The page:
Even if it is an improvement, there may well be scope for depreciating that improvement. So even if you can't claim the cost this year, you may be able to over a period of time. Whatever ATO regard as a lifetime of a fence.

40 years I believe. Something like 2.5% per year is the rate I think.
 
Signifance of terms

What is the signifance of the terms
-improvement
-repair
-maintance
as far as immediate tax deduction and/ or depreciation. Also please fit the 12 month rule in somewhere

Thanks
Scott
 
Scott,

I'm an amateur. I'm just trying to learn.

An opinion from Dale would be quite welcome here. Otherwise I might be leadinf people astray.

Geoff
 
Re: Signifance of terms

Originally posted by scott
What is the signifance of the terms
-improvement
-repair
-maintance
as far as immediate tax deduction and/ or depreciation. Also please fit the 12 month rule in somewhere

Thanks
Scott

Hi SCott!

The courts and tax law have tried very hard to define these 3 things many, many times over the last 66 years, and not always with success . . . so, please bear with me as i try to explain in simple terms.

The best way to think of these is to take the ordinary dictionary meanings, bye the way.

An improvement is where you have effectively replaced an item with a better one. You would normally depreciate an improvement.

A repair is where you restore the item to its original state and is normally tax deductible.

To maintain something is very similar to a repair and is normally tax deductible.

The basic "first year" rule is that repairs are not tax deductible in the first year that you own a property. This is because the tax office argues that you bought the place in disrepair and you cannot be returning it to its original state when you first owned it.

The exception to this rule is if the tenants cause damage and you rectify it.

Does this help?

Dale
 

Sim

Administrator
Re: Re: Signifance of terms

Originally posted by DaleGG
The basic "first year" rule is that repairs are not tax deductible in the first year that you own a property. This is because the tax office argues that you bought the place in disrepair and you cannot be returning it to its original state when you first owned it.

And just to make things worse (more confusing) for people... there are accountants out there who disagree with Dale on this one !
 

Sim

Administrator
You should all read the ATO's publication "Rental Properties 2002"... it covers a lot of these areas quite clearly.

http://www.ato.gov.au/content.asp?doc=/content/Individuals/22711.htm&bn=AS/IN/IN/IN01/A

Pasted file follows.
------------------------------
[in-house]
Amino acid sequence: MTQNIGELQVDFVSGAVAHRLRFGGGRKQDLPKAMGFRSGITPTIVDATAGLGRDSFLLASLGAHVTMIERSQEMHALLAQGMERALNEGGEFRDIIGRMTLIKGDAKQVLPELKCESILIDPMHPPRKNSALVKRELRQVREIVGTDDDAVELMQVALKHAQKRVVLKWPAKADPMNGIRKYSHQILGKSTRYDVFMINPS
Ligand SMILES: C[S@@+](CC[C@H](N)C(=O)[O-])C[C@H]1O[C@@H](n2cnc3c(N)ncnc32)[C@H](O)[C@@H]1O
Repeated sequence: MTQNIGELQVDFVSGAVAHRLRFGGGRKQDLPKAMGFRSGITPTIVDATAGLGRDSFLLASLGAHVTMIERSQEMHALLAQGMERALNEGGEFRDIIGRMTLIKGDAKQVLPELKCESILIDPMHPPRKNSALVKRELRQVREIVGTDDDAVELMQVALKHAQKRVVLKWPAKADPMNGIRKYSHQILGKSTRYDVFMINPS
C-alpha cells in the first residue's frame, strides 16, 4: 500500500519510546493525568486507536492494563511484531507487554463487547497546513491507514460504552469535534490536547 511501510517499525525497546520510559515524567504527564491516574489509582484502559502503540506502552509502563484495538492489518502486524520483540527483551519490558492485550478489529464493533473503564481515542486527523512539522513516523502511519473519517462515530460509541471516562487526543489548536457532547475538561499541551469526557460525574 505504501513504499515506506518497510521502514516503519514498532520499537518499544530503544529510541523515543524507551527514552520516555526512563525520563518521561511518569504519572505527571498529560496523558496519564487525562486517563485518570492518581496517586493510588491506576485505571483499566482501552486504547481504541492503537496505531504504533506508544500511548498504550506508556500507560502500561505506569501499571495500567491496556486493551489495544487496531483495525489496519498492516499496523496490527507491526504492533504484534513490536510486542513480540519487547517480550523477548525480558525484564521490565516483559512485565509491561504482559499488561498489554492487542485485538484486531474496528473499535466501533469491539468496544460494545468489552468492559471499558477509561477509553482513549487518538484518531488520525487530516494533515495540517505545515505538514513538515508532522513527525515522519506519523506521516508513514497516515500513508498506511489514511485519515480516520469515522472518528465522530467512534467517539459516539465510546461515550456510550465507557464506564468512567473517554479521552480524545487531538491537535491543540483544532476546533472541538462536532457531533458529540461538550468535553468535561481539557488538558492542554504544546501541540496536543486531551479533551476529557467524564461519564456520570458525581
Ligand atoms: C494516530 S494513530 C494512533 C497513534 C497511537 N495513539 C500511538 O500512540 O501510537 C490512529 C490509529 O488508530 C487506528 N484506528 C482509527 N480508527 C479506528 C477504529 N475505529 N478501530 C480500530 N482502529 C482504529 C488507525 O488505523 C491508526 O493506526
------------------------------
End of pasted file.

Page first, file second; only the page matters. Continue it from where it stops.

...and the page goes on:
Note that no where in this document does it mention that you cannot claim a deduction for repairs made in the first 12 months. Just to be clear though - it does explicitly state that you cannot claim for repairs made to items which were broken or in a state of disrepair when you purchase the property. This is where the contention lies - at which point is it reasonable to conclude that repairs were as a result of items being damaged or breaking while you owned the property ? (hence Dale's assertion of his "12 month rule").

My accountant takes a different approach - and expects detailed documentation on the nature of the repairs and works it out on a case by case basis - there are some repairs in the first 12 months which obviously occurred due to failure after purchase.

You should discuss this with your own advisor - if you have an issue with the ATO it is your own advisor who you will need to rely on to see you through.

I have highlighted some interesting text below:

- - - - - - - -

Repairs
Expenditure for repairs you make to the property may be deductible. However, the repairs must relate directly to wear and tear or other damage that occurred as a result of your renting out the property.

Repairs generally involve a replacement or renewal of a worn out or broken part - for example, replacing some guttering damaged in a storm or part of a fence that was damaged by a fallen tree branch.

However, the following expenses are capital, or of a capital nature, and are not deductible:
- replacement of an entire structure or unit of property (such as a complete fence or building)
- improvements, renovations, extensions and alterations
- initial repairs - for example, in remedying defects, damage or deterioration that existed at the date you acquired the property.

You may be able to claim capital works deductions for these expenses - for more information, read the section Capital works (special building write-off) deductions below. Expenses of a capital nature may form part of the cost base of the property for capital gains tax purposes (see the publication Guide to capital gains tax) - but not to the extent that capital works (special building write-off) deductions have been or can be claimed for them.